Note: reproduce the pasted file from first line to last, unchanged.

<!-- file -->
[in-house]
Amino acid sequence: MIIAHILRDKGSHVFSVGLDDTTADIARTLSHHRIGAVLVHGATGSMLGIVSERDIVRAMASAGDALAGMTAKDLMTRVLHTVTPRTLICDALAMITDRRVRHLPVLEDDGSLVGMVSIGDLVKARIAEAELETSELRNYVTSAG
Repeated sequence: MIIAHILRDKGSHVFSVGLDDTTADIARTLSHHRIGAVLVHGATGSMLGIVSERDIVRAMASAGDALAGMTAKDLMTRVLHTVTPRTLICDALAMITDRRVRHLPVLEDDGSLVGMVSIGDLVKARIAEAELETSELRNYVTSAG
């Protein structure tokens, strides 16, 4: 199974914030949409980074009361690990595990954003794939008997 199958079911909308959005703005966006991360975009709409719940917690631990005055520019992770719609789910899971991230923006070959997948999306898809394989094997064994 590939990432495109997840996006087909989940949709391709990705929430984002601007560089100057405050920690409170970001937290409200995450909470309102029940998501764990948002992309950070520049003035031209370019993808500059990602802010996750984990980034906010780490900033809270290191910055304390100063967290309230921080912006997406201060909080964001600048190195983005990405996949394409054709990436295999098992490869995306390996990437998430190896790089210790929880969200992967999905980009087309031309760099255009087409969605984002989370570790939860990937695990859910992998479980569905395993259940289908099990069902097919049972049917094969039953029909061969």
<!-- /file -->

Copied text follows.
[in-house]
Amino acid sequence: MIIAHILRDKGSHVFSVGLDDTTADIARTLSHHRIGAVLVHGATGSMLGIVSERDIVRAMASAGDALAGMTAKDLMTRVLHTVTPRTLICDALAMITDRRVRHLPVLEDDGSLVGMVSIGDLVKARIAEAELETSELRNYVTSAG
Repeated sequence: MIIAHILRDKGSHVFSVGLDDTTADIARTLSHHRIGAVLVHGATGSMLGIVSERDIVRAMASAGDALAGMTAKDLMTRVLHTVTPRTLICDALAMITDRRVRHLPVLEDDGSLVGMVSIGDLVKARIAEAELETSELRNYVTSAG
């Protein structure tokens, strides 16, 4: 199974914030949409980074009361690990595990954003794939008997 199958079911909308959005703005966006991360975009709409719940917690631990005055520019992770719609789910899971991230923006070959997948999306898809394989094997064994 590939990432495109997840996006087909989940949709391709990705929430984002601007560089100057405050920690409170970001937290409200995450909470309102029940998501764990948002992309950070520049003035031209370019993808500059990602802010996750984990980034906010780490900033809270290191910055304390100063967290309230921080912006997406201060909080964001600048190195983005990405996949394409054709990436295999098992490869995306390996990437998430190896790089210790929880969200992967999905980009087309031309760099255009087409969605984002989370570790939860990937695990859910992998479980569905395993259940289908099990069902097919049972049917094969039953029909061969």